From Longman Dictionary of Contemporary Englishfractionfrac‧tion /ˈfrækʃən/ ●●○ noun [countable] 1 AMOUNTa very small amount of somethingfraction of I got these shoes at a fraction of the original price. She paused for a fraction of a second.2 HMa part of a whole number in mathematics, such as ½ or ¾

Examples from the Corpus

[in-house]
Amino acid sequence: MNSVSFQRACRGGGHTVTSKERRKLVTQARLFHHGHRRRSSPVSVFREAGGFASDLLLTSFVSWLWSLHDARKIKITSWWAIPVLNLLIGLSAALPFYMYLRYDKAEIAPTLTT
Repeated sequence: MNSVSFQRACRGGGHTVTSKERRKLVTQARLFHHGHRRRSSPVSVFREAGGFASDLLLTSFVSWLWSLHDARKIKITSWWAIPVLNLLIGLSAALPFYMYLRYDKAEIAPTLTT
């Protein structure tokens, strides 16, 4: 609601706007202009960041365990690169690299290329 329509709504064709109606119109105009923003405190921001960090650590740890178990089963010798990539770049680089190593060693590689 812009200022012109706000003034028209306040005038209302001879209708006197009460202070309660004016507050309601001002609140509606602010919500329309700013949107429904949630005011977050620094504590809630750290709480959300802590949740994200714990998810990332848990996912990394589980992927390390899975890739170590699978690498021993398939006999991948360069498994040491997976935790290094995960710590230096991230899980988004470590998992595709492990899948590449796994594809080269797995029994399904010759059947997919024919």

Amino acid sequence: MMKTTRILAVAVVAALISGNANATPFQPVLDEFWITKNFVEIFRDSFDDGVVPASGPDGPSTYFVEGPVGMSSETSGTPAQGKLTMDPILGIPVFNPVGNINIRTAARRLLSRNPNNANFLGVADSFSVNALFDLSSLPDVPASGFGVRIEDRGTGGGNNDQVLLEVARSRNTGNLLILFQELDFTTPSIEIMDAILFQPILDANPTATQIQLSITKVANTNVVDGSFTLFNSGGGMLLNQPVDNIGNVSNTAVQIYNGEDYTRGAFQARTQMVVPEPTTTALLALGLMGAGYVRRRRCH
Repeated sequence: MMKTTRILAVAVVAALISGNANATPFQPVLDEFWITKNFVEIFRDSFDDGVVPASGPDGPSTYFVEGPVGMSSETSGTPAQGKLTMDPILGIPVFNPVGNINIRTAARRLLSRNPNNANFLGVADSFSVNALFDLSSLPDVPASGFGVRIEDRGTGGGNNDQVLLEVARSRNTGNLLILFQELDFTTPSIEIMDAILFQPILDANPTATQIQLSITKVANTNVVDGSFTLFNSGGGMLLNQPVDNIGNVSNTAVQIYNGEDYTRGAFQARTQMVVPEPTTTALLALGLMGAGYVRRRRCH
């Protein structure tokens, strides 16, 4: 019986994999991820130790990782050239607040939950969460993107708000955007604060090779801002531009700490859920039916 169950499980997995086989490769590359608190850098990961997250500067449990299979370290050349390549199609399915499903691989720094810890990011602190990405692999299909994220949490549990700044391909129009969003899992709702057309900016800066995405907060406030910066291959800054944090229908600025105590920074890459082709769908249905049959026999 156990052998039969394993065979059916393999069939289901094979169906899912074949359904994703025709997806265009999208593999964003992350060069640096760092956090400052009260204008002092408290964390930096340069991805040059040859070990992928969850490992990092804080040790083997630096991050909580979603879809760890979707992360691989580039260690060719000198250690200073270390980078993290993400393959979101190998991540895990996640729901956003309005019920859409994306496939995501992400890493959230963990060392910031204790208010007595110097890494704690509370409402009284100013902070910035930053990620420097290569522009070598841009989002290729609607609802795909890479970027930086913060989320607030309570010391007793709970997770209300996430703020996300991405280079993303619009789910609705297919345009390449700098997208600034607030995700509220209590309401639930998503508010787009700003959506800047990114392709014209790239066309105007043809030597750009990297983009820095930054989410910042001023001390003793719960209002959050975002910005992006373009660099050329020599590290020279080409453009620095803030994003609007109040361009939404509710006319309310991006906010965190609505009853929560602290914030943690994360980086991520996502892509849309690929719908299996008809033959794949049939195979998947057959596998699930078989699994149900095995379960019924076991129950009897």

fraction• The ratio of sample to population is normally expressed as a fraction, known as the sampling fraction.• Computers can now do the same job at a fraction of the cost.• If those expensive cherry tomatoes are your idea of heaven, why not grow your own at a fraction of the price?• A microwave oven cooks food in a fraction of the time required by a normal oven.• Employees' salaries are just a fraction of the total cost of the project.• The interim dividend goes up a fraction to 3.1p, from 2.9p.• In the plasma, the bicarbonate concentration comprises the second largest anion fraction, with chloride being the largest anion fraction.• What I had done so far amounted to a mere fraction of nothing at all.• a problem that affects only a small fraction of the total population• By 1920 the fraction of eighteen-to twenty-one-year-olds in college had doubled to 8 percent.• The disease affects only a tiny fraction of the population.• But the passengers are only a tiny fraction of the population, basically its middle class.fraction of• I got these shoes at a fraction of the original price.From Longman Business Dictionaryfractionfrac‧tion /ˈfrækʃən/ noun [countable] a very small amount of somethingGeneric versions of the drug sell for a fraction of the branded price.